Robinson Bradshaw Lawyers in Major Supreme Court Case



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Oct. 21, 2022

Robinson Bradshaw, together with co-counsel Jenner & Block and an extraordinary team of lawyers that includes Neal Katyal and Michael Luttig, argued this week that the U.S. Supreme Court should affirm the North Carolina Supreme Court’s decision in a case about partisan gerrymandering of the state’s congressional districts. Robinson Bradshaw represents the North Carolina League of Conservation Voters, which filed its merits brief on Oct. 19 in Moore v. Harper.

This case is one of the highest profile matters in the Supreme Court’s current term, presenting a fundamental question about the role of state courts in federal elections. Robinson Bradshaw has been involved in the case from its beginnings a year ago, with the filing of a complaint in Wake County Superior Court, three trips to the North Carolina Supreme Court and now an appeal to the Supreme Court of the United States.

Earlier this year, the North Carolina Supreme Court held that the North Carolina Constitution guarantees the fundamental right to vote, and that drawing electoral districts that dilute or diminish an individual’s vote based on their political party violates that constitutional guarantee. In the U.S. Supreme Court, that ruling is now being challenged under the “Independent State Legislature” theory. According to this theory, the U.S. Constitution gives state legislatures the exclusive authority to regulate federal elections for Congress.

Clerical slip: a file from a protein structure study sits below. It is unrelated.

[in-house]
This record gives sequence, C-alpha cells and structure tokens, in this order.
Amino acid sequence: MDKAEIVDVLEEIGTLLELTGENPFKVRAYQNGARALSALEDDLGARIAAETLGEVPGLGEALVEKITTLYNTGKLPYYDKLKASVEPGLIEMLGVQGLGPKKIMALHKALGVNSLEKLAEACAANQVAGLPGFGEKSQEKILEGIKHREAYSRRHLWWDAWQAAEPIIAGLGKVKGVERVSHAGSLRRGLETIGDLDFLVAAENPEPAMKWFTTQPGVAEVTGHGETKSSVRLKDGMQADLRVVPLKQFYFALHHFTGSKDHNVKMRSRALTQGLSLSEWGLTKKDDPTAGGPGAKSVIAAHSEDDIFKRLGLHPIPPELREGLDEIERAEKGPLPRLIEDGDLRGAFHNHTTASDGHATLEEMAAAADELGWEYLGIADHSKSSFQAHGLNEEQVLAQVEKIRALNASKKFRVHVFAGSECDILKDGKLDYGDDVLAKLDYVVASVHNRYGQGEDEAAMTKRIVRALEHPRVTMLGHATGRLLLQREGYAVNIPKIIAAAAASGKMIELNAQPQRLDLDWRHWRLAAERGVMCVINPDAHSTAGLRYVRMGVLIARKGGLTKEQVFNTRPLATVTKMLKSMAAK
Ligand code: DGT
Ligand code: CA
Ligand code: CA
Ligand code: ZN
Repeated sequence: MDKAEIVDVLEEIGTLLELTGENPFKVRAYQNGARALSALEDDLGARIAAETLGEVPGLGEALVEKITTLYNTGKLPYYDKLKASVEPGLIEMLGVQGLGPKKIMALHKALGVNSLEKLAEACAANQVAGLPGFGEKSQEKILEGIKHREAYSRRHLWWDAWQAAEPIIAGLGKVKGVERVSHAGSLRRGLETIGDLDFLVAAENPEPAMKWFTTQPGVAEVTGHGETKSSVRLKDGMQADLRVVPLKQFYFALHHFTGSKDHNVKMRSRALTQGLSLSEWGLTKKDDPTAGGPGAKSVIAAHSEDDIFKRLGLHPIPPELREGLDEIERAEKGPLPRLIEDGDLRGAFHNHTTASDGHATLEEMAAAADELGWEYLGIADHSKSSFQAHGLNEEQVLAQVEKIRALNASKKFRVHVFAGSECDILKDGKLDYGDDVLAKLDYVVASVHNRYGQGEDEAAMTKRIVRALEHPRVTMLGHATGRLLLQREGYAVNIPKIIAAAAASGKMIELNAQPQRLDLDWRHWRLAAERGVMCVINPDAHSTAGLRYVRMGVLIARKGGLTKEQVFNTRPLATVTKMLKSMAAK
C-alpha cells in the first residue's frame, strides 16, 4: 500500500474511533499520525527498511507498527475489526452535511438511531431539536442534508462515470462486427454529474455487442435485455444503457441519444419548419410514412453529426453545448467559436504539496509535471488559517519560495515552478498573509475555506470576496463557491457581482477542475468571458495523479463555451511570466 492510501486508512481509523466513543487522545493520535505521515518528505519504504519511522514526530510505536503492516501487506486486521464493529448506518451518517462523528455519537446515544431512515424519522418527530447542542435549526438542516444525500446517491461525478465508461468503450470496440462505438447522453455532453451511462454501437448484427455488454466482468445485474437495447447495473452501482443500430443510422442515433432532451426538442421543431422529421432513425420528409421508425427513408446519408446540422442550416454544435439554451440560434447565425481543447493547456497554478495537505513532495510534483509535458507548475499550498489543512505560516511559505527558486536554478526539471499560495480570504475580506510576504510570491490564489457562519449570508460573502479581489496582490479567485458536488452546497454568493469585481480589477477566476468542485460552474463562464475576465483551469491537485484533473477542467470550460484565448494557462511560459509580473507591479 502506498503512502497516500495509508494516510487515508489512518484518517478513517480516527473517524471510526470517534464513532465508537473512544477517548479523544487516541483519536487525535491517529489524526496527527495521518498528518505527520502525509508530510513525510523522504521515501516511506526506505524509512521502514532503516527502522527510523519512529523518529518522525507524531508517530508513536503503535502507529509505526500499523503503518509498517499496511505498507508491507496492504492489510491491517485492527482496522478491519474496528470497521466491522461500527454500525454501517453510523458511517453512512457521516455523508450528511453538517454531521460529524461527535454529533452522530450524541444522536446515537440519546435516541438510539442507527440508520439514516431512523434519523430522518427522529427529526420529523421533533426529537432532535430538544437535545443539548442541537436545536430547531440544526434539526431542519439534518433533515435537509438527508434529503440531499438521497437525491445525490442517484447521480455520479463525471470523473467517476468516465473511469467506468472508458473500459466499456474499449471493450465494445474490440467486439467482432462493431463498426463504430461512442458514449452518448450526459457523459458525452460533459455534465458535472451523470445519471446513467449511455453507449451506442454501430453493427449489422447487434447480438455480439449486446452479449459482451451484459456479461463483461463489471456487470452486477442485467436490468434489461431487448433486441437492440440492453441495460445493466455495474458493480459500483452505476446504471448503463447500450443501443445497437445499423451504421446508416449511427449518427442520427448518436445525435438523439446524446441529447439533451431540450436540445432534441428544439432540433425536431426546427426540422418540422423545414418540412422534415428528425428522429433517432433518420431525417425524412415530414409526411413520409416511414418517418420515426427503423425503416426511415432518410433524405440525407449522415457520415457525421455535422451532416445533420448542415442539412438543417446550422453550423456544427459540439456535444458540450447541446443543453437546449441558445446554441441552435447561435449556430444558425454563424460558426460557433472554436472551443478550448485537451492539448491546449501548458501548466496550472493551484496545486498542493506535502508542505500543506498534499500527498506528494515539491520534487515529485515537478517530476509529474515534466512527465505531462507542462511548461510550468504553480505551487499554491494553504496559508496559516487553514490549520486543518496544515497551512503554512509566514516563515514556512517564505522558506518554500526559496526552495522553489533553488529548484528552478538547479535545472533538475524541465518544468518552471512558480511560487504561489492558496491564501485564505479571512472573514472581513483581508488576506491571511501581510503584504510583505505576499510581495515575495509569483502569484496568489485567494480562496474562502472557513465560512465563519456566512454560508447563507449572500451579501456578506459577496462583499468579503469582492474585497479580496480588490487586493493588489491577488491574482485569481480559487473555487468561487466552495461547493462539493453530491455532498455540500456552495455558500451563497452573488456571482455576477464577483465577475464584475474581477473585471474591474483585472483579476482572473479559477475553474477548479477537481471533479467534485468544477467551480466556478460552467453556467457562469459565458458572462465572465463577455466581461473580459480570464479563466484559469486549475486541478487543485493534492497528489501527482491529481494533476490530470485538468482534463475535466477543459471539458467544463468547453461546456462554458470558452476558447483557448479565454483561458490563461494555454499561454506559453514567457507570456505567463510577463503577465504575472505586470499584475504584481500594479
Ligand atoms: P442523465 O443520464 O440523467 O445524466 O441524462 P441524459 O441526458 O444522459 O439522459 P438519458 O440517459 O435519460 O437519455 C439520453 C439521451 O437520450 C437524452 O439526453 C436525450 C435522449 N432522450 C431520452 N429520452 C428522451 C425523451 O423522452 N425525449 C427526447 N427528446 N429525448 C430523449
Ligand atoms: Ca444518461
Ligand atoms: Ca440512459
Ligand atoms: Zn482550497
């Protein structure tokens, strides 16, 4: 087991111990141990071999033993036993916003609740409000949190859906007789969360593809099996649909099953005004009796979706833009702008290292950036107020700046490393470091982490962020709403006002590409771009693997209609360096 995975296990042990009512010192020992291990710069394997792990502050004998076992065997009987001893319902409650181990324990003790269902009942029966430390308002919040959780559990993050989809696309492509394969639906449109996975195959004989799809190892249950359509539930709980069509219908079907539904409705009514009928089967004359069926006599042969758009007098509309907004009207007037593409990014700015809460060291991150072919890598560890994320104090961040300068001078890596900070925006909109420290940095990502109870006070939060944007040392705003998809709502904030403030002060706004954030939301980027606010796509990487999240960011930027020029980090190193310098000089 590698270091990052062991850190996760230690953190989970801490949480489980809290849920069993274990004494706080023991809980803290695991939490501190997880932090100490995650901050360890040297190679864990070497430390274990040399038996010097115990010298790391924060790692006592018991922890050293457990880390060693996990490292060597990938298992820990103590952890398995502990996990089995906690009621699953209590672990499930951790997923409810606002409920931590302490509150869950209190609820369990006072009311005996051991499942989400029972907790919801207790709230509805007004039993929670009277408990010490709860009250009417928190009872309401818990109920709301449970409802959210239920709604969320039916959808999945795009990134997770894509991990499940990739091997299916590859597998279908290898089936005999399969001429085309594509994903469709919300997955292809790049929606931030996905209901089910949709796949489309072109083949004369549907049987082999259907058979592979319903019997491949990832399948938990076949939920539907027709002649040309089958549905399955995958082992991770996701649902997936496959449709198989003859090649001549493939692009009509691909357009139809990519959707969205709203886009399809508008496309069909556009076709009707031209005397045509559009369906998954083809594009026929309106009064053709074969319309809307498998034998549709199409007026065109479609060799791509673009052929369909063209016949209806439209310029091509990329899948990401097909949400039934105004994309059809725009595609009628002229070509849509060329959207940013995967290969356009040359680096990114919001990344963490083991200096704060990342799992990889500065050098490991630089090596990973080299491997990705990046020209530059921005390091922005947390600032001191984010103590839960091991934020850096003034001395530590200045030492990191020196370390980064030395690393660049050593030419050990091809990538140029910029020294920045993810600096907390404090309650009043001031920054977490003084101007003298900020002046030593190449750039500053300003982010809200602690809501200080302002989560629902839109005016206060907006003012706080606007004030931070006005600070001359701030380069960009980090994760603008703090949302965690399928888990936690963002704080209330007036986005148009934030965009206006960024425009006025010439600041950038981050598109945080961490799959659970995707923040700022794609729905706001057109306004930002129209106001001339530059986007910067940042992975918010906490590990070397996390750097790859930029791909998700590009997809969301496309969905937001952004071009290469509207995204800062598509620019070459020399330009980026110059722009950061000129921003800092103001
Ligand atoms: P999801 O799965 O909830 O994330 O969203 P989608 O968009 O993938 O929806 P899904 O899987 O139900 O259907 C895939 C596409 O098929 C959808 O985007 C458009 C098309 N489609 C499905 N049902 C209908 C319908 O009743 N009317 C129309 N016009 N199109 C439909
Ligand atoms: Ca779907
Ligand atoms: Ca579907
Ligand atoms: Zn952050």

The NCLCV brief argues that the U.S. Supreme Court should reject that theory, affirm the North Carolina Supreme Court, and hold that judicial review by state courts to enforce state constitutional guarantees is supported by constitutional text, structure, history and precedent.

Robinson Bradshaw attorneys John R. Wester, Adam K. Doerr, Stephen D. Feldman and Erik R. Zimmerman represent NCLCV. The brief is available in full here, and the case has been covered in both state and national media including the New York Times, Wall Street Journal and New Yorker.

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